The narratives of young people in Recife, Salvador and Fortaleza highlighted the tension that precedes and accompanies the police encounter, which we term Ground Zero. Generally, the most direct encounter between young people and police takes place during approach procedures, in contexts in which young people are identified and considered according to degrees of suspicion. At this point, they are exposed and subjected to the legal power of police agents in the exercise of their official function, as shown in the following excerpt:

As I was saying, even with this school uniform here, with a backpack on my back and a book in my hand, if the man [the police] crosses paths with me, it’s a sure thing: I know I’m going to be stopped. I get frisked,5my backpack is opened, and they keep looking for shit inside, like drugs, weapons, or stolen stuff. I’m not even involved with crime, but they treat me like a thug and stay right behind me, like they want me to play the snitch, so society can have an answer. (GFJ-Misto 1_J3_SSA)

In the three capitals, it became clear that the police’s decision-making process, as well as the specific configuration of individual actions themselves - including their mandatory technical-operational protocol - is strongly influenced by social representations of crime, violence, the suspicion profile, the police authority, and the maintenance of social order, among other categories.

According to Pinc (2014), “reasonable suspicion” relies on the conjunction of three main factors: place, situation, and subject behavior. However, our findings indicate a broader spectrum, covering five basic criteria of suspicion, described in Chart 1 in decreasing order of importance, according to young people’s perceptions.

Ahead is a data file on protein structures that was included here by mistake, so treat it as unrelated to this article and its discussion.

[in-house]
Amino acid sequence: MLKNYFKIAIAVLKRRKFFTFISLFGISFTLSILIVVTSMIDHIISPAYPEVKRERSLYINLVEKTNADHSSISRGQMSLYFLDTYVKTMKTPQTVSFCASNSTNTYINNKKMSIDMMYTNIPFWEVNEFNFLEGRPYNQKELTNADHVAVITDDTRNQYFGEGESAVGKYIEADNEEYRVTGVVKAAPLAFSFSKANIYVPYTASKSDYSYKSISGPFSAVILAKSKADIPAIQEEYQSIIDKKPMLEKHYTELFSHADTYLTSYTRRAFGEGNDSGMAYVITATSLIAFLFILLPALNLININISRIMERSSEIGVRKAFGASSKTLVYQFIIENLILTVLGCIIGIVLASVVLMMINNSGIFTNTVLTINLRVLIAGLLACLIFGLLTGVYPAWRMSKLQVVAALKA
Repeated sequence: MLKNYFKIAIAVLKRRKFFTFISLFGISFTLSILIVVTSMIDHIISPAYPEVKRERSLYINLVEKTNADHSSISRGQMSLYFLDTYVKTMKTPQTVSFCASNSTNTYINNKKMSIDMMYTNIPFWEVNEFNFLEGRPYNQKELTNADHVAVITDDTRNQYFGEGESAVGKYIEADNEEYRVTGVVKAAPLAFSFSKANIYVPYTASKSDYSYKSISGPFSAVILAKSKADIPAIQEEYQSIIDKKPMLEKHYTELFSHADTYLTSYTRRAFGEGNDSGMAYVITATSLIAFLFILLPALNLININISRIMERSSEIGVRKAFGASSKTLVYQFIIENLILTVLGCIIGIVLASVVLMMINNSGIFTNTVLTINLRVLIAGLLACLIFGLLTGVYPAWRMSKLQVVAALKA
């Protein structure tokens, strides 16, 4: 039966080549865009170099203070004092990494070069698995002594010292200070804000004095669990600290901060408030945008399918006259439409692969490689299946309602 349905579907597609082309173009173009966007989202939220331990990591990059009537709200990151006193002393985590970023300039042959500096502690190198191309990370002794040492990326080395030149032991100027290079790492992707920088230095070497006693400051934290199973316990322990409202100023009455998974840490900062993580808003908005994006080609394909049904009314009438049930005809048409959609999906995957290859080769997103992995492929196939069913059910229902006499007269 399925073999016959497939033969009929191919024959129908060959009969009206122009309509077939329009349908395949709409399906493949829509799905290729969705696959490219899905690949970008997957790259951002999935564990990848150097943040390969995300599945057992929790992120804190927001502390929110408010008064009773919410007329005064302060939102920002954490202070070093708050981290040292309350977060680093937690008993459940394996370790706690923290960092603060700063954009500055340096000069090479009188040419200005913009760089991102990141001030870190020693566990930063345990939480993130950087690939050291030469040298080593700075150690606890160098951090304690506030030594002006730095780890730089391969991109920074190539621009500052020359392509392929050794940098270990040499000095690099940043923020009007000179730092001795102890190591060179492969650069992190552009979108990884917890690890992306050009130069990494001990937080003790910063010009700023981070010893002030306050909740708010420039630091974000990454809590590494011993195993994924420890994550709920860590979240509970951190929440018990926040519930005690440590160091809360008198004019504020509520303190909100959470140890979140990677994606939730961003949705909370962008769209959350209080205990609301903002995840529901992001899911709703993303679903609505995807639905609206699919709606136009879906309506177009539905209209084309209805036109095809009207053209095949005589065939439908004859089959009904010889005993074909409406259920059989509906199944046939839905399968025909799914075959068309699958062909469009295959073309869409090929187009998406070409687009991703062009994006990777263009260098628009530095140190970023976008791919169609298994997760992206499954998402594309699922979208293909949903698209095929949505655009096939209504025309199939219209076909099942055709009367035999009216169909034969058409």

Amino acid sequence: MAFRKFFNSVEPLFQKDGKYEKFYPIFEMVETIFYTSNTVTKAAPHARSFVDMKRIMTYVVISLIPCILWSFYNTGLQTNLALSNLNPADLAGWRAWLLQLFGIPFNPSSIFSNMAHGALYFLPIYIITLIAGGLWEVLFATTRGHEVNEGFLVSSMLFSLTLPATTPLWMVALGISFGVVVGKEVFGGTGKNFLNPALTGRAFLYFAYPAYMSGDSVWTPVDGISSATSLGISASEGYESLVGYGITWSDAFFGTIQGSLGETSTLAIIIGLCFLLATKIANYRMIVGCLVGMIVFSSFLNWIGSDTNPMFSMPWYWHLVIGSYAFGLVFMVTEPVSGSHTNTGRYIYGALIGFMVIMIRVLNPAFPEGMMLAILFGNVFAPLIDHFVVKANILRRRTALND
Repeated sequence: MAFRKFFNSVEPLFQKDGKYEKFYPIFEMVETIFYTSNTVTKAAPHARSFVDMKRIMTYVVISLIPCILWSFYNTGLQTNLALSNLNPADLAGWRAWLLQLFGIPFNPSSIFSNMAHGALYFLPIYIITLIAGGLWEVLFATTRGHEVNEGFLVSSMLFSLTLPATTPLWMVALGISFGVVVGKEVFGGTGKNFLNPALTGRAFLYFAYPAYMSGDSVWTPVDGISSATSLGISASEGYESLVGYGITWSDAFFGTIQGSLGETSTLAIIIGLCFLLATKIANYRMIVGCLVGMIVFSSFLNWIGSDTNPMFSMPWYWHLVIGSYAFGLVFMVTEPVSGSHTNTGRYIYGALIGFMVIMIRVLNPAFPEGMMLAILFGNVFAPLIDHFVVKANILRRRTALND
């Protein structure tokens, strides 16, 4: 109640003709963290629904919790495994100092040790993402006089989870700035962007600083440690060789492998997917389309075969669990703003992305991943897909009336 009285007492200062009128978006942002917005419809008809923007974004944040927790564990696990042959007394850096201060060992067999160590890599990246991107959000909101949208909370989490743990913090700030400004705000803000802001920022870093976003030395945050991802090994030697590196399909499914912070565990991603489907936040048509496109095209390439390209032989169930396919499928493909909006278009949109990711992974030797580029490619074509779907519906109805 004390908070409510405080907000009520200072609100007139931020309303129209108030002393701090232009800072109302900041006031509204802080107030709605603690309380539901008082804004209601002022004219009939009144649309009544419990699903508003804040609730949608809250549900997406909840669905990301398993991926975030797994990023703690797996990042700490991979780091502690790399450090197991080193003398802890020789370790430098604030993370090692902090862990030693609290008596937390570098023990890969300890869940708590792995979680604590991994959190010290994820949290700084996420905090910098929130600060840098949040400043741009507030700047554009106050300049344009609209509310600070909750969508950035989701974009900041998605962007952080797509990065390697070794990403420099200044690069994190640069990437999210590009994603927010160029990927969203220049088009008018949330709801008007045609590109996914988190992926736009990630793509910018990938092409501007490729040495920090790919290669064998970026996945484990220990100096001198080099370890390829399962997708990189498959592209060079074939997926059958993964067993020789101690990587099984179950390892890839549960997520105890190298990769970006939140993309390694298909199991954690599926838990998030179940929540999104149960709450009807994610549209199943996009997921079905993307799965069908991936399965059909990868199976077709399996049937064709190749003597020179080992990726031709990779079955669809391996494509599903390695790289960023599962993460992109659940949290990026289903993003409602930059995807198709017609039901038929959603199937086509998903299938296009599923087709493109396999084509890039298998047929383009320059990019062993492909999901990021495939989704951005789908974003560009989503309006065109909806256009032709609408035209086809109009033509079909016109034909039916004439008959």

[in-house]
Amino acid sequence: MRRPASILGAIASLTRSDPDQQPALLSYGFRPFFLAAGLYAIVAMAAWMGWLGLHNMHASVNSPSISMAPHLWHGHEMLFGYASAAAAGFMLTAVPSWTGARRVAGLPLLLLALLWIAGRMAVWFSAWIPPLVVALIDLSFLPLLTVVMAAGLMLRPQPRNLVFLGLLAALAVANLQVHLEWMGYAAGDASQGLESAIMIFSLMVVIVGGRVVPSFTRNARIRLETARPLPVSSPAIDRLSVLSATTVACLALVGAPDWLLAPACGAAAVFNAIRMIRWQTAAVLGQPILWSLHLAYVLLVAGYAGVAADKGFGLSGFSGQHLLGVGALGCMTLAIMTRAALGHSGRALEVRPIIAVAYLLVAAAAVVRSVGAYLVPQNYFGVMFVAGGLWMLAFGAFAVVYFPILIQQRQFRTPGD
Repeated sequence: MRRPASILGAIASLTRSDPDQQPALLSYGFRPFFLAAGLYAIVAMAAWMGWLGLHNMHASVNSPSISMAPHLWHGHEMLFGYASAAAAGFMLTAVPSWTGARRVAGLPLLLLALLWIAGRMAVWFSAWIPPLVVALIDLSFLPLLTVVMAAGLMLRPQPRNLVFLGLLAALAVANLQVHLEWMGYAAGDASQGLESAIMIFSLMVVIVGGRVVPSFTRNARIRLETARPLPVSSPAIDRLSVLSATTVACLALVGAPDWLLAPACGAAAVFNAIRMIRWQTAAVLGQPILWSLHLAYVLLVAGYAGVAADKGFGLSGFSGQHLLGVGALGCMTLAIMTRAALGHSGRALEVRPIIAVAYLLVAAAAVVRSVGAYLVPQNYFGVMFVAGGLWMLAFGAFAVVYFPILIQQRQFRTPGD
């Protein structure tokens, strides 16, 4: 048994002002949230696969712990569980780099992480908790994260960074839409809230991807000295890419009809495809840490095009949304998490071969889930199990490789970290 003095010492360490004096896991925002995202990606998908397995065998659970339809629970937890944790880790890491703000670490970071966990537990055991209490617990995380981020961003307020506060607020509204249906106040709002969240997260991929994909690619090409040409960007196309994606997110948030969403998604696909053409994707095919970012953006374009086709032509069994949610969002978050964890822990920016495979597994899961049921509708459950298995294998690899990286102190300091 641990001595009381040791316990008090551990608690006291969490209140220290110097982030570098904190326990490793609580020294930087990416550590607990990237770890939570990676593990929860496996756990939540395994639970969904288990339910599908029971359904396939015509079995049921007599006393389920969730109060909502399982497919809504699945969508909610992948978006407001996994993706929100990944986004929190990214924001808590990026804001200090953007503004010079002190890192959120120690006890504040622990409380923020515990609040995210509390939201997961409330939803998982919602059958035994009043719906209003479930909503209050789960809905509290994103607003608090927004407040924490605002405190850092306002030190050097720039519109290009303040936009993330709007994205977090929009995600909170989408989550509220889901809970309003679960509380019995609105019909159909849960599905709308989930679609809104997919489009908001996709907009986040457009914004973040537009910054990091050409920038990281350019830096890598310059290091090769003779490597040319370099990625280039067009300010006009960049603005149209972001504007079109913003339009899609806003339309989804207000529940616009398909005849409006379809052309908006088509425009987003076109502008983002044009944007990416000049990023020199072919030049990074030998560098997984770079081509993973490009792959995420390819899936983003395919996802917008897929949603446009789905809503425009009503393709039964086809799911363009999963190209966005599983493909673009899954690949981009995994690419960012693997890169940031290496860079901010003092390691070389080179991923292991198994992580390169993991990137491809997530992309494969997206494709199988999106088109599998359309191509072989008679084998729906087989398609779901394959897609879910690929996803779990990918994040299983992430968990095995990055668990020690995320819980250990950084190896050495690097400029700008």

Chart 1 Criteria that substantiate reasonable suspicion according to research interlocutors, in the three capitals 

Criteria Elements Situation
1. Phenotype Race/color and other ethnic traits Focus on phenotypic traits, with emphasis on black or brown skin color, flat nose and curly or ‘black’ style of hair.
2. Territorial belonging/economic situation Belonging to communities (favelas) configured as territories with high levels of violence and crime, besides being located in peripheral areas of their respective cities. Belonging to or traveling through this territory is also preponderant, since this demonstrates, in and of itself, a connection between the subject and the space that has been aprioristically determined as the “place of crime.” Economic situation also characterizes someone as a suspect: if they are circulating in an upscale neighborhood, their profile will contrast with that of the resident and passerby who is expected to be in that location.
3. Appearance Aesthetic aspects Marks and signs associated with the imaginary of criminal trajectory: certain types of clothing, accessories and shoes, tattoos with specific designs, marks and scars on the body that resemble firearm or melee-weapon injuries.
4. Attitudes/behaviors Way of acting and behavior in the face of ‘ground zero’ The subject’s way of walking, their language, gestures, reactions in the presence of a police officer (“looking away,” “running,” “turning around,” “hiding,” “throwing something on the floor,” “sudden change of behavior” etc.); or even to be known to the police as having a previous connection with crime, i.e. a “rap sheet.”
5. Exterior features Contextual features of the location Poor lighting, alleyways, proximity to drug trafficking spots, late night etc.; type of vehicle, such as scooters and bicycles; to carry objects such as packages, backpacks, bags etc.

It became clear that determining the degree of suspicion involves a progressive combination of these five criteria. Negative adjectives differ between men and women and are prevalent in police agents’ behavior: when the suspect is a man, attention is doubled and, generally, one acts more energetically.

Having one of the characteristics associated with the five criteria, especially phenotype-related characteristics, goes a long way towards placing a young person under suspicion. If their phenotypical characteristics are associated with some other marker or more than one marker, the young person incurs a greater risk of being recognized as a: for young males, criminal/marginal/thug/‘element’/young offender; for young women, ‘piriguete’/‘maloqueira’/thug wife (women suffer greater sexual harassment violations).